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Written By: Peter Ayers Wimbrow, III
*Click images below to view larger versions.
Monument to Heroic Soviet Soldiers in Kharkov.
Soviet prisoners
Romanian Gen. Corneliu Dragalina wearing Knight’s Cross at throat.
      This week, 70 years ago, the Second Battle of Kharkov began.
    Although the Soviet Union had dodged a fatal blow when the Red Army, and General Winter, stopped the vaunted Wehrmacht at the gates of Moscow in December 1941, the Soviet brass knew that the Axis were not finished, and when spring came, the offensive would be renewed. But where? The front stretched for over a thousand miles, from the Gulf of Finland, in the north, to the Black Sea in the south. Stalin was convinced the blow would be aimed, again, at the Soviet capital. In early spring he ordered small offensives all along the front in a vain effort to disrupt German preparations.
    The largest of these offensives was directed at the recapture of Kharkov. Currently with a population of around 1,500,000, Kharkov is the second largest city in the Ukraine, with a significant amount of industry. At the beginning of the war it was the largest city in the Ukraine, with a population of 901,000. Its Freedom Square is the largest in the country. The city is home to the largest Buddhist Temple in Europe, built by its Vietnamese population.
    The famed Soviet T-34 tank had been designed and developed and was being produced at the Kharkov Tractor Factory - Factory # 183. It is now known as Malyshev Plant and produces the T-84. Kharkov factories also produced aircraft, mortars, sub-machine guns and artillery tractors. By the time Field Marshal Reinhard von Reichnau’s Sixth Army had captured Kharkov, 320 trains had removed equipment from seventy major factories at Kharkov to locations east of the Ural Mountains. Factory # 183 was joined with one in Nizhny Tagil to form Uralskiy Tank Plant # 183, where more than 30,000 T-34s were produced.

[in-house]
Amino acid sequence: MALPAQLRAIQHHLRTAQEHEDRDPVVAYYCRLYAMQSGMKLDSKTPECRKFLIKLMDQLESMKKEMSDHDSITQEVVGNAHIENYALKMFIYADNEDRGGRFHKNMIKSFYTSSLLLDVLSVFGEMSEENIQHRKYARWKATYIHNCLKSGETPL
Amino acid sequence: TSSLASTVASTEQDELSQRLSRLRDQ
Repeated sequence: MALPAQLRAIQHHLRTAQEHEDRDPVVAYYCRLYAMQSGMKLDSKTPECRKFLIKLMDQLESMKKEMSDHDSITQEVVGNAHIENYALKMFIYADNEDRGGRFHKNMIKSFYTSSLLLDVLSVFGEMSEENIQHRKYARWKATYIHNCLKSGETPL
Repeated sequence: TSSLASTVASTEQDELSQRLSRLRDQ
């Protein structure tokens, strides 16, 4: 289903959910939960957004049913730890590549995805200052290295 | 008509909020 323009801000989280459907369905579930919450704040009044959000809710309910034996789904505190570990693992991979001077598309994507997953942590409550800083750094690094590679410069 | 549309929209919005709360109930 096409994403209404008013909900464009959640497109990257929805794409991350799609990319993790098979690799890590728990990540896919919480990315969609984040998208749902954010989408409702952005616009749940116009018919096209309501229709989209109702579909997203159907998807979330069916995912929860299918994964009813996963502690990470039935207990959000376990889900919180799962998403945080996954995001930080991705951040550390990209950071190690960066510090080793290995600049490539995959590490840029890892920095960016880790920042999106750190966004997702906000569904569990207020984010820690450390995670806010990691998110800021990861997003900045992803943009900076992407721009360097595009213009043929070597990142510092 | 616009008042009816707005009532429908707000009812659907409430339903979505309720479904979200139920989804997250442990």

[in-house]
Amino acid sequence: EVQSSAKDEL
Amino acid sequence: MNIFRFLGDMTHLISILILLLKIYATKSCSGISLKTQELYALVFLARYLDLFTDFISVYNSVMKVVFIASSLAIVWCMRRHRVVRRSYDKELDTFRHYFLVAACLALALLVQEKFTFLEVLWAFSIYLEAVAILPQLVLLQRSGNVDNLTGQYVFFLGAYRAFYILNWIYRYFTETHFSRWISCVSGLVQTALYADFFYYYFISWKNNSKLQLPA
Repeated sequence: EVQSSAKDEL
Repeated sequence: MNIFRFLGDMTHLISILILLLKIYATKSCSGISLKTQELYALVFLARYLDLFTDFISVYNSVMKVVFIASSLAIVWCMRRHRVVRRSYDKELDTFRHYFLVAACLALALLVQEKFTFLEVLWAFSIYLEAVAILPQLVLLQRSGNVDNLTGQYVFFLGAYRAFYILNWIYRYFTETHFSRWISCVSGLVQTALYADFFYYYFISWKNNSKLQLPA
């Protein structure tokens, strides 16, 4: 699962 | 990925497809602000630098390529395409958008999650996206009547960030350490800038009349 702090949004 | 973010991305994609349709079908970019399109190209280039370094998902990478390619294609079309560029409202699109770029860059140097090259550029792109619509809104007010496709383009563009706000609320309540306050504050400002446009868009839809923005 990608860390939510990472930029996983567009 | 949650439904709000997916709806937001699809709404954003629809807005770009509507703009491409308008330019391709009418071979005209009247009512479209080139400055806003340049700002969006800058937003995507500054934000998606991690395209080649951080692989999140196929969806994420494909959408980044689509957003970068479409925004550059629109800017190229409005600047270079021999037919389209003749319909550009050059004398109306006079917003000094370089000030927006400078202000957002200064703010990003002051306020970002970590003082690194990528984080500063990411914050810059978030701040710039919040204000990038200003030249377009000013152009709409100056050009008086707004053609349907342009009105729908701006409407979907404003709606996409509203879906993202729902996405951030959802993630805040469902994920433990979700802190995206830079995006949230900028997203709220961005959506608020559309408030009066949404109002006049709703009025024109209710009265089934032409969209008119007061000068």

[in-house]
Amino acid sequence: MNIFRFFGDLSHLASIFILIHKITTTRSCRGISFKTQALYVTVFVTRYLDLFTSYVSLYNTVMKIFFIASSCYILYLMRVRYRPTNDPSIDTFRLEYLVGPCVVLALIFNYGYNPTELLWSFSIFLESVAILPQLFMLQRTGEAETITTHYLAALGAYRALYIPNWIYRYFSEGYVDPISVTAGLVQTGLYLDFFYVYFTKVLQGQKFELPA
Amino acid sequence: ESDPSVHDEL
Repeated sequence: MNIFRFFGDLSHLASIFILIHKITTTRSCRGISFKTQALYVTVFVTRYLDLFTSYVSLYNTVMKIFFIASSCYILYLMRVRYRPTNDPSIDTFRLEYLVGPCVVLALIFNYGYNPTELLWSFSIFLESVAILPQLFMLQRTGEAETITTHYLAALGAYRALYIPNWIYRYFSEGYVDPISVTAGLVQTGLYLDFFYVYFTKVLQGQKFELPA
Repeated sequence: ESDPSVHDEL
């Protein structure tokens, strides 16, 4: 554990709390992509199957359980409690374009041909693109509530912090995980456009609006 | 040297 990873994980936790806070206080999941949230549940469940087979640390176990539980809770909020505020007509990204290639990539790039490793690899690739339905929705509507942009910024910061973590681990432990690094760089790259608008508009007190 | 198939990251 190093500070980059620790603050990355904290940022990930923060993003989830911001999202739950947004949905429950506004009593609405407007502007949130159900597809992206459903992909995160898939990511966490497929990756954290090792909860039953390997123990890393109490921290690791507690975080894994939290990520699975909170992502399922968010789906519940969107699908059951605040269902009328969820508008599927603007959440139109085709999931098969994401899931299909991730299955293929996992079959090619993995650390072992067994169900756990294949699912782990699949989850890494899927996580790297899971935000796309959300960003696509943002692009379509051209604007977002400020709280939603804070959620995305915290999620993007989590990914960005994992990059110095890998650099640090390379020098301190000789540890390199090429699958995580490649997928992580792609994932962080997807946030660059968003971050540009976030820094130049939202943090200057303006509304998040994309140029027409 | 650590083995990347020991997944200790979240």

The first Battle of Kharkov began on October 20, 1941 when Field Marshal von Reichnau’s Sixth Army began its assault on the city. By the next day German forces had come within eight miles of the city. Meanwhile the Soviets were loading as much factory equipment as possible onto the trains. By October 24th, the Sixth Army, together with elements of the Seventeenth Army, commanded by Hermann Hoth, had captured the city.
    Hero of the Soviet Union Marshal Semyon Timoshenko commanded Southwestern Front which was charged with recapturing Kharkov. The offensive was launched over the heated objections of the Chief of the Red Army General Staff, Marshal Boris Shaposhnikov, and future Marshals Aleksandr Vasilevsky and Giorgi Zhukov.
    Marshal Timoshenko had, at his disposal, over 750,000 men, almost 1200 tanks, 300 self-propelled cannons and 926 aircraft. The Southwestern Front included the 6th, 21st, 28th and 38th Armies, commanded by, respectively: Avksentii M. Gorodniansky; Vasilii Gordov; Dmitrii I. Riabyshev; and Kiril S. Moscalenko, together with the XXI and XXIII Tank Corps, commanded by Grigorii I. Kuzmin and Efim G. Pushkin. Generals Gorodniansky and Kuzmin were killed in the battle. General Pushkin was killed in 1944, still commanding the XXIII Tank Corps. General Gordov was arrested in 1947, tried, convicted and executed in 1950. After Stalin’s death, he was "rehabilitated." General Moscalenko would be twice named Hero of the Soviet Union, and after siding with Comrade Khrushchev in his coup in 1955, would become a Marshal.
    The Southwestern Front would also be supported by the Southern Front, commanded by General Rodian Malinovsky. The Southern Front included the 9th and 57th Armies and V Calvary Corps commanded by Fedor M. Kharitonov, Kuzma P. Podlas and Issa A. Pliev. General Pliev was regarded as one of the finest cavalry commanders in the Red Army. General Podlas was executed after being captured in the battle. Also assigned to the force was Commissar Nikita Khrushchev.
    However, as Marshall Vasilevsky later noted: "The Soviet Army of [early] 1942, was not prepared to conduct major offensive operations against the well-trained German Army, simply because it did not have the necessary quantitative and qualitative advantage over the Wehrmacht. And because it’s leadership, both at Command and Junior Officer level, was still being rebuilt after the defeats in 1941.”